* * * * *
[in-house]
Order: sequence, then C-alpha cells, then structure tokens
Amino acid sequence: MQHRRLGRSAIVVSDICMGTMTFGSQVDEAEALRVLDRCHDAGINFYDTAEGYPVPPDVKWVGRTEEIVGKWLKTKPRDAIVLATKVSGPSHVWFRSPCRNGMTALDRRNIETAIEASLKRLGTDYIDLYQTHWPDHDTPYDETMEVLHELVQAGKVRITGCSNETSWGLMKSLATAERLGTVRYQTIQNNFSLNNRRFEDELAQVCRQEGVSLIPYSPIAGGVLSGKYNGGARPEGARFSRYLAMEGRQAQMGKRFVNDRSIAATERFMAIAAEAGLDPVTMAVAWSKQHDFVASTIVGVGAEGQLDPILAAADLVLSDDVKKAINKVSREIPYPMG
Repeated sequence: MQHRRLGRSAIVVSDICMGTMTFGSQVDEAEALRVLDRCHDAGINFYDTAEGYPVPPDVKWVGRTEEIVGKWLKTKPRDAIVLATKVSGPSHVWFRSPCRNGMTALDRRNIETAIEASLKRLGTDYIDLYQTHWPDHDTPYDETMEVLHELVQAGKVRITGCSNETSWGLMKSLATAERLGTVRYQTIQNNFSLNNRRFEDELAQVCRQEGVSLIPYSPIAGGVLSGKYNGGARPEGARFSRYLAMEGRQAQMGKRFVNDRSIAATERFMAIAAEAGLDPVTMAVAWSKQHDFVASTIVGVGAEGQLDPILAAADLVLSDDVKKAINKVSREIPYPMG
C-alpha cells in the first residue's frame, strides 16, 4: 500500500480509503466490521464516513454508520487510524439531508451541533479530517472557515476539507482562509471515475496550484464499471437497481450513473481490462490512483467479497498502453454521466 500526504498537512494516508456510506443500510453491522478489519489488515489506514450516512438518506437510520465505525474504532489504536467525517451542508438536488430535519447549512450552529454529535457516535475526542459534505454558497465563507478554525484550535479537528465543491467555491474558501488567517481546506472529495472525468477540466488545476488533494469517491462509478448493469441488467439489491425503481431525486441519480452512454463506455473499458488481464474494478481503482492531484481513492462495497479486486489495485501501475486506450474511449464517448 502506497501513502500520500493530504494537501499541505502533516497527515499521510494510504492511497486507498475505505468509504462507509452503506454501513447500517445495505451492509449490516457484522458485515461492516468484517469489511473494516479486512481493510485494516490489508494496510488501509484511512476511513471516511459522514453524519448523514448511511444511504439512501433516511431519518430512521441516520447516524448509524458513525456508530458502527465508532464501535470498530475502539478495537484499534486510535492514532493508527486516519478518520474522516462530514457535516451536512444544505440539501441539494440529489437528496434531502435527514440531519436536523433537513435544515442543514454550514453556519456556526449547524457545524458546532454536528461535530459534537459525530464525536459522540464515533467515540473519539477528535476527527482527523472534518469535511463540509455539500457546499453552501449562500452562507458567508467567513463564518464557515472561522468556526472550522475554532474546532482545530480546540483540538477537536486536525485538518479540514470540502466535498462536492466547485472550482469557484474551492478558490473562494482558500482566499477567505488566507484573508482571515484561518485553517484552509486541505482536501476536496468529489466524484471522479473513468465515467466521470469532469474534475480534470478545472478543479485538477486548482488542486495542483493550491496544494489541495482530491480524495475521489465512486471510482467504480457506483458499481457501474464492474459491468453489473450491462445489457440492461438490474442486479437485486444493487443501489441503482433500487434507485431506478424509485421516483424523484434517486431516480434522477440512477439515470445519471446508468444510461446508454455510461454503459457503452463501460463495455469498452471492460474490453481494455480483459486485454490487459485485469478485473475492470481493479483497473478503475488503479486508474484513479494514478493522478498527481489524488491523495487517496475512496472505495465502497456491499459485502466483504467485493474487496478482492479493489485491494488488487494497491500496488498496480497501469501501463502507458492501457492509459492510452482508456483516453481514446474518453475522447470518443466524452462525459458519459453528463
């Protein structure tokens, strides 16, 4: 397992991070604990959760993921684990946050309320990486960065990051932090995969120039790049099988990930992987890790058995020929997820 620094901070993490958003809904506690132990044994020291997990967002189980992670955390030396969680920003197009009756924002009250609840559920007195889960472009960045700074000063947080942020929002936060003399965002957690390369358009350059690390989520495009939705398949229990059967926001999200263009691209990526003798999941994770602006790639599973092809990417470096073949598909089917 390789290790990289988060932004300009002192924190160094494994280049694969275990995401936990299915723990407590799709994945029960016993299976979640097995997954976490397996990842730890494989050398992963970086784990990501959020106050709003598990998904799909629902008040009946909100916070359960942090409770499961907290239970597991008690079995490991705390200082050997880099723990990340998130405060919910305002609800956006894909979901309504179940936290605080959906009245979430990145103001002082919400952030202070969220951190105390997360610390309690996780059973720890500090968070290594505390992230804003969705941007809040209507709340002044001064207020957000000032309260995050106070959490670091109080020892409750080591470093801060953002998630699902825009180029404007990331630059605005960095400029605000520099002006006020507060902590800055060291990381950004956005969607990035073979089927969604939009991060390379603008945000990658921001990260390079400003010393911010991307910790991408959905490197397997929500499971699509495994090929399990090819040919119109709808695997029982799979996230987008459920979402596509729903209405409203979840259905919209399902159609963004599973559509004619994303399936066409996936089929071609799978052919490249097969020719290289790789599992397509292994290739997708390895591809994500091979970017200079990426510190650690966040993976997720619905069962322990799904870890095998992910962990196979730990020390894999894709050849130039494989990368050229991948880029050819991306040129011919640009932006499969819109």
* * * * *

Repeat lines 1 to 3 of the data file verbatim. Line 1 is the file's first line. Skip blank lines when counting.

[in-house]
Order: sequence, then C-alpha cells, then structure tokens
Amino acid sequence: MQHRRLGRSAIVVSDICMGTMTFGSQVDEAEALRVLDRCHDAGINFYDTAEGYPVPPDVKWVGRTEEIVGKWLKTKPRDAIVLATKVSGPSHVWFRSPCRNGMTALDRRNIETAIEASLKRLGTDYIDLYQTHWPDHDTPYDETMEVLHELVQAGKVRITGCSNETSWGLMKSLATAERLGTVRYQTIQNNFSLNNRRFEDELAQVCRQEGVSLIPYSPIAGGVLSGKYNGGARPEGARFSRYLAMEGRQAQMGKRFVNDRSIAATERFMAIAAEAGLDPVTMAVAWSKQHDFVASTIVGVGAEGQLDPILAAADLVLSDDVKKAINKVSREIPYPMG